• School Liability for Family-Owned AT (1994)
        The letter addresses questions from a parent on a school and a school district's liability for a family-owned AT device used to implement a child's IEP.
      • Eyeglasses Policy (1995)
        The letter addresses a question from the Witchita, Kansas Department of Special Education on whether local educational agencies (LEAs) have an obligation to provide eye glasses to children with disabilities under Part B of IDEA (Part B).
      • Use and Transfer of Ownership of AT Device (1998)
        This letter answers questions regarding the use of AT devices purchased with federal funds under Part B of IDEA to be used by and transfer the ownership to a vocational rehabilitation program under Title I of the Rehabilitation Act of 1973, as amended.
    • Policy Development in Assistive Technology and IDEA (ca. 1994)
      This document, by Susan Goodman, Esq., provides an overview to definitions of AT and the significance of OSEP policy letters in response to questions about the relationship of AT to IDEA.

  • Quality Indicators/Standards
    • QIAT (Quality Indicators for Assistive Technology)
      Hosted by the University of Kentucky's Department of Special Education and Rehabilitation Counseling, QIAT is a nationwide collegial endeavor dedicated to the development and implementation of quality indicators for Assistive Technology services in school settings. QIAT provides core indicators to help professionals and advocates improve AT services in the educational setting.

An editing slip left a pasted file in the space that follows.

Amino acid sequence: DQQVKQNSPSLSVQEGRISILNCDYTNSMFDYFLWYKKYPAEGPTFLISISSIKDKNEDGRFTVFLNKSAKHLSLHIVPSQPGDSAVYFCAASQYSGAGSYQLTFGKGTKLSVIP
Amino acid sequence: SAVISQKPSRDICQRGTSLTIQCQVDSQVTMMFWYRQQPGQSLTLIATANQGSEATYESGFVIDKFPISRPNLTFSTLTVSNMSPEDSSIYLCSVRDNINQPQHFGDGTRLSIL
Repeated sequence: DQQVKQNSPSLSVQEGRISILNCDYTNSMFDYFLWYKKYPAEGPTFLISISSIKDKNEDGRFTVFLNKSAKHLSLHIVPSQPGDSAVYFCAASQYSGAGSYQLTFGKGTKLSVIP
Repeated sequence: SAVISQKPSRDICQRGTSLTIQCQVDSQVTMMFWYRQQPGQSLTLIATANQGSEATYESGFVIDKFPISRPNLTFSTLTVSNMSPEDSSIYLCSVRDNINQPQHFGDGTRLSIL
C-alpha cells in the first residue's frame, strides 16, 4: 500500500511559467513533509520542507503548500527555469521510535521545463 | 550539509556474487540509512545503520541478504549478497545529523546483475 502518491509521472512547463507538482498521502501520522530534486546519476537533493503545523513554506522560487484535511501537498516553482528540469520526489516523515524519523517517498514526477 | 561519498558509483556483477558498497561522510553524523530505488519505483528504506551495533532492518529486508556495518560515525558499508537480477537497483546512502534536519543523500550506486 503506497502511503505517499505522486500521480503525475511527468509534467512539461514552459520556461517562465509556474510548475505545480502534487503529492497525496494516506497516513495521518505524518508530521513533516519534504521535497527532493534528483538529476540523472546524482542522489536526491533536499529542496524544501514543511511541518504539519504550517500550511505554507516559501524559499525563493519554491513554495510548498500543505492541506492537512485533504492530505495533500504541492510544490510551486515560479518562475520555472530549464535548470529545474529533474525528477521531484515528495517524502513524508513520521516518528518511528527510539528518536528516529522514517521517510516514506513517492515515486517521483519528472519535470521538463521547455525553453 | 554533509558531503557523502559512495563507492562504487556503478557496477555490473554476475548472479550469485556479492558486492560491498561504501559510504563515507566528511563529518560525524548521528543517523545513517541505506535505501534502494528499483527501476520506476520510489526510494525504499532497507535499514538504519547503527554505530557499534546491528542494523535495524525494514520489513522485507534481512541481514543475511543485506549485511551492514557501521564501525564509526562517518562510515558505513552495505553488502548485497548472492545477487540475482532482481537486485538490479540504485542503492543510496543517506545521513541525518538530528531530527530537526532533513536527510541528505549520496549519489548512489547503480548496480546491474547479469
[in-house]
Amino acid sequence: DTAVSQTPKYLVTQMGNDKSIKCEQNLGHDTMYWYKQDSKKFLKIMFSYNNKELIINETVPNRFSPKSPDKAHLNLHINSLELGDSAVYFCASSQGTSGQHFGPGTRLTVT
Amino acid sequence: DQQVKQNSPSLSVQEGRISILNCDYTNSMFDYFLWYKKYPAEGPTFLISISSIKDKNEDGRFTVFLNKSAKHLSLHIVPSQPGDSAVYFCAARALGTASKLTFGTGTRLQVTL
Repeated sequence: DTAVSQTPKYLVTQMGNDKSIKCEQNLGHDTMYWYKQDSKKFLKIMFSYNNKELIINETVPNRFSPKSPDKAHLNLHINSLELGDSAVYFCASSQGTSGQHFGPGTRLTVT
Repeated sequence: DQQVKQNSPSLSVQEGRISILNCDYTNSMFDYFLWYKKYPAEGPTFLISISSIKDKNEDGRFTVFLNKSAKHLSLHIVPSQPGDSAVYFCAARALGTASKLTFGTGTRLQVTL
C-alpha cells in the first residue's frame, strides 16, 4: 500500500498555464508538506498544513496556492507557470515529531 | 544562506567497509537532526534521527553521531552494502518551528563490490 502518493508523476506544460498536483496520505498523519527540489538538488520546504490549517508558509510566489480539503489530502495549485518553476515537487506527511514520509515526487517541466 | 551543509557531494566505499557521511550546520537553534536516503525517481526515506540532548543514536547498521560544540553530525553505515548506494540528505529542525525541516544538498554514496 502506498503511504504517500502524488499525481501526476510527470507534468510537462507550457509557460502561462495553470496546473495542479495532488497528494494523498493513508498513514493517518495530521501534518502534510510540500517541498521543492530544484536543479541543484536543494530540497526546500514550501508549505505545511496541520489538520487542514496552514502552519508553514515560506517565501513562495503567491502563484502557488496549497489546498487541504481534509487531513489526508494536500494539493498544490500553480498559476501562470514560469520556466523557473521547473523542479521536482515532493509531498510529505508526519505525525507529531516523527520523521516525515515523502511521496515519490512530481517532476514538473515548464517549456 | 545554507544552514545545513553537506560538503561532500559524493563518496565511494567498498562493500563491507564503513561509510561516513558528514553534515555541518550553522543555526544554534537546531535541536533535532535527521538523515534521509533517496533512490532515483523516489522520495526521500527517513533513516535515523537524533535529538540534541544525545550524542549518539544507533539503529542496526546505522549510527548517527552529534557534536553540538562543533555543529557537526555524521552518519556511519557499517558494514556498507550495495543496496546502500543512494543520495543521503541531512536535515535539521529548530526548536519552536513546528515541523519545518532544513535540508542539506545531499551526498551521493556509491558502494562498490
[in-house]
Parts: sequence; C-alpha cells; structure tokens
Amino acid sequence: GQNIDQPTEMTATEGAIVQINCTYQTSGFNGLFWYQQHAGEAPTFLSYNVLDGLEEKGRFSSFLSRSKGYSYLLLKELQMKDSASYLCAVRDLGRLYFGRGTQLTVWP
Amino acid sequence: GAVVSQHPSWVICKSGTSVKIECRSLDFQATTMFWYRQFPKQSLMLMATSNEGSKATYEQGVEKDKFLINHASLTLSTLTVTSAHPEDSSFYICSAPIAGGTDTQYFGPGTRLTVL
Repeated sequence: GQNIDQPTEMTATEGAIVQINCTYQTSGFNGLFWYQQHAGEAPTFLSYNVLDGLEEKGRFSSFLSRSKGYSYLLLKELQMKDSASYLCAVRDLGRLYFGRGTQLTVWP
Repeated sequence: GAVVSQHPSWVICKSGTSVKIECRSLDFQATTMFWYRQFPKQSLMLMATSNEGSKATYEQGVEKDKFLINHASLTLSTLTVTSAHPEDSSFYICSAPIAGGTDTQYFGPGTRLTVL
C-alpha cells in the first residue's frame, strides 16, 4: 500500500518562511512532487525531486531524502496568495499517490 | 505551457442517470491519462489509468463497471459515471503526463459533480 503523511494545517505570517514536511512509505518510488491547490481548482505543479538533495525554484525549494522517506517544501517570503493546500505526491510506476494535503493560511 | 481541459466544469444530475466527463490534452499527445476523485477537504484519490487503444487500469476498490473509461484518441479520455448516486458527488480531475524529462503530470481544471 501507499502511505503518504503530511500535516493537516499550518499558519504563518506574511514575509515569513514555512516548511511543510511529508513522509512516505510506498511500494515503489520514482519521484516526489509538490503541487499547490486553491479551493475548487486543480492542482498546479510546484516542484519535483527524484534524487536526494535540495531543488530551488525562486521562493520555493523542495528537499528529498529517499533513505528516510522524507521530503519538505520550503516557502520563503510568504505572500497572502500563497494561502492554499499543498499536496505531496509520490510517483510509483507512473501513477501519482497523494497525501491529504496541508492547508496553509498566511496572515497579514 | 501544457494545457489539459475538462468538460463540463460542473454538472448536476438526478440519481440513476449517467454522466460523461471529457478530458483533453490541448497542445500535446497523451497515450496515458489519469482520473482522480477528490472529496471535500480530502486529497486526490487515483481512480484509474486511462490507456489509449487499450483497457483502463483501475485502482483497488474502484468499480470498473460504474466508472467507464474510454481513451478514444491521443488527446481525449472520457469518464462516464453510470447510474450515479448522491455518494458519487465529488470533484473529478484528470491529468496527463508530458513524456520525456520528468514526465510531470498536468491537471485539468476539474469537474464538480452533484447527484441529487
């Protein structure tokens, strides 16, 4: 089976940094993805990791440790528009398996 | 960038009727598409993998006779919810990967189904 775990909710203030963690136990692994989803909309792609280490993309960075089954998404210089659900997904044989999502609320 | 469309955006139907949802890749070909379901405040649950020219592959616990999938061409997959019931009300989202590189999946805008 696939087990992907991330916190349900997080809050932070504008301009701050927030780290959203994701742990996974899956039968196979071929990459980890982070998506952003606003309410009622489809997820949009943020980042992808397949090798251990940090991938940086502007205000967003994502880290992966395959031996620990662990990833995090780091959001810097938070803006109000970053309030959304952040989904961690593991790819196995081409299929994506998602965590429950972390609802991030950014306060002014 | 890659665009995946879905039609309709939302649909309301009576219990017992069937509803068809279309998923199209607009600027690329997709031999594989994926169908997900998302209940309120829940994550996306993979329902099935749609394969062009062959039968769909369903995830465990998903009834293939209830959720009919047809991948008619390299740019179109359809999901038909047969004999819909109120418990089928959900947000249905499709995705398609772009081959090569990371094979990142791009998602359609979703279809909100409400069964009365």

• State Resources
    The links below are resources for special education produced by several of the Assistive Technology (AT) Act state projects. These policy resources are not exhaustive of materials available from the state AT Act projects. States are encouraged to share their resources with the RESNA Technical Assistance Project. For memorandums of understanding, cooperative agreements, and guidelines for transition and AT, see Transition.
    • The Way Life Should Be: Getting AT into Local Schools
      This link is a text version of the slides presented at the RESNA 2002 25th International Conference in Minneapolis, Minnesota by Deb Parker Wolfenden, Funding and Policy Consultant, MaineCITE Project. It provides AT points for consideration and many strategies for AT implementation in schools.